Google said it will build its next European data center in western Denmark. The Alphabet subsidiary expects to invest €600 million to build the facility outside of a town called Fredericia, Joe Kava, Google’s global VP of data centers, wrote in a blog post published Tuesday.
The company has accelerated data center construction around the world in recent years to support its big expansion into the cloud infrastructure services business, dominated by Amazon Web Services and to a lesser degree Microsoft Azure. Each of the three companies have been pouring billions into new cloud data centers nearly every quarter as they fight for market share.
Google spent close to $5.6 billion on “production equipment, data center construction, and facilities” in the third quarter, Alphabet CFO Ruth Porat said on an earnings call last month – up from $3.6 billion it spent on the same things during this period last year.
About a year ago, the company acquired another plot of land in Denmark, in Aabenraa, adjacent to an Apple data center construction site, Reuters reported. A Google spokesperson told the news service at the time that the company didn't have specific plans for the 324-acre property, buying it in case it would need additional data center capacity in Europe.
Facebook is also building a data center in Denmark.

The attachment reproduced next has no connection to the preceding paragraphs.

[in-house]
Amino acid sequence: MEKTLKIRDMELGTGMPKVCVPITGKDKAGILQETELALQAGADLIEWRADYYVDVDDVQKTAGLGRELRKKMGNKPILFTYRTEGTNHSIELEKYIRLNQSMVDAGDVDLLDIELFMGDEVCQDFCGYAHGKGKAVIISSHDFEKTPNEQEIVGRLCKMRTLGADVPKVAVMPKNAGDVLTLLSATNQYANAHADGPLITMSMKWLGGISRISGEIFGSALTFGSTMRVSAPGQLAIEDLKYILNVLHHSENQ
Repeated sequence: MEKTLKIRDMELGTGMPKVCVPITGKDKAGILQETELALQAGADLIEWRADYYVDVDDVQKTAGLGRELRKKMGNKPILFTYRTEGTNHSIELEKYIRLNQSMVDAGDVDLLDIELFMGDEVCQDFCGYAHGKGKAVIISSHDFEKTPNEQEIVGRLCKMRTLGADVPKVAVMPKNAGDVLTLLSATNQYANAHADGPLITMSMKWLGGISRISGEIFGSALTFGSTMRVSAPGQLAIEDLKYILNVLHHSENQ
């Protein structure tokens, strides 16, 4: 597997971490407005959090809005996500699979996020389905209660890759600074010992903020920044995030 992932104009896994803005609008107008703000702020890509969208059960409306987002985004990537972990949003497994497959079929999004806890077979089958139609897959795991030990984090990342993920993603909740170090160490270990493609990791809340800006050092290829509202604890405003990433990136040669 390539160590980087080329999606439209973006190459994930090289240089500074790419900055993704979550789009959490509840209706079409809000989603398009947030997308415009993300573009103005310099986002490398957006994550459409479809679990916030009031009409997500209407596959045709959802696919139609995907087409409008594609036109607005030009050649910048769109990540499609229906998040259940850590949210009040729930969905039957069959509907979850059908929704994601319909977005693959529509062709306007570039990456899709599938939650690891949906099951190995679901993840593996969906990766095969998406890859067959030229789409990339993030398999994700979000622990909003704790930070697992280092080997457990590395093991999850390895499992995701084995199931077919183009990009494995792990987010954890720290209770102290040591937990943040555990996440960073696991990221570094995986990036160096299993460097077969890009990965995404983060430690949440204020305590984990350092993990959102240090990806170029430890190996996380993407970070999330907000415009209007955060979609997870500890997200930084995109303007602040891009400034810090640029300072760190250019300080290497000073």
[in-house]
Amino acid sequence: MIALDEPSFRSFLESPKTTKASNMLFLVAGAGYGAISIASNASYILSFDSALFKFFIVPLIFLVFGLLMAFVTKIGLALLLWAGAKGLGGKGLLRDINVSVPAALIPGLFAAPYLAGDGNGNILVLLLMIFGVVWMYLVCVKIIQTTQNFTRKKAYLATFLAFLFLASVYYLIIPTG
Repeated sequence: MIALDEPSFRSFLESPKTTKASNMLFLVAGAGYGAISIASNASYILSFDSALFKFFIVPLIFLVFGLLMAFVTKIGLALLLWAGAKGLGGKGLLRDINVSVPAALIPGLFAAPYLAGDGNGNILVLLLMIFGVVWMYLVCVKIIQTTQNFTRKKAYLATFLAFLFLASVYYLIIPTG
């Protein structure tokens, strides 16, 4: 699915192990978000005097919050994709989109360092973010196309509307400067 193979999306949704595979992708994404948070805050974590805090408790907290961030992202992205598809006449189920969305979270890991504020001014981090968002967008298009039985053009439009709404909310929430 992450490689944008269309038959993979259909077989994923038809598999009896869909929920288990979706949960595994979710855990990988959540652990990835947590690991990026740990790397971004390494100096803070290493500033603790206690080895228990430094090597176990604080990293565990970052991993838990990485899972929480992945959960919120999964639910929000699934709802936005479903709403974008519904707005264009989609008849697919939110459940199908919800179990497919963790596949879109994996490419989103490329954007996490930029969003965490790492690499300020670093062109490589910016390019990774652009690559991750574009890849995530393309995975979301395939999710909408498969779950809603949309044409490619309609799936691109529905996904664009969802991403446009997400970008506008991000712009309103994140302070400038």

Denmark and other Nordic countries have been attractive for massive data center builds because of abundant renewable energy, cool climate, good network infrastructure, and public officials' eagerness to attract this type of facilities.
The future Fredericia facility will be the fifth data center Google will have built for itself in Europe, the others being in Dublin, Ireland; Hamina, Finland; St. Ghislain, Belgium; and Eemshaven, Netherlands. The company also lists cloud availability regions hosted in data centers in London and Frankfurt, which are likely in leased colocation facilities.
As it does with all its data center builds, Google said it will seek power purchase contracts with renewable energy suppliers to match the energy use of its Danish site.
The company expects the future data center to employ 150 to 250 people once it comes online, according to Kava. Construction is expected to run through 2021.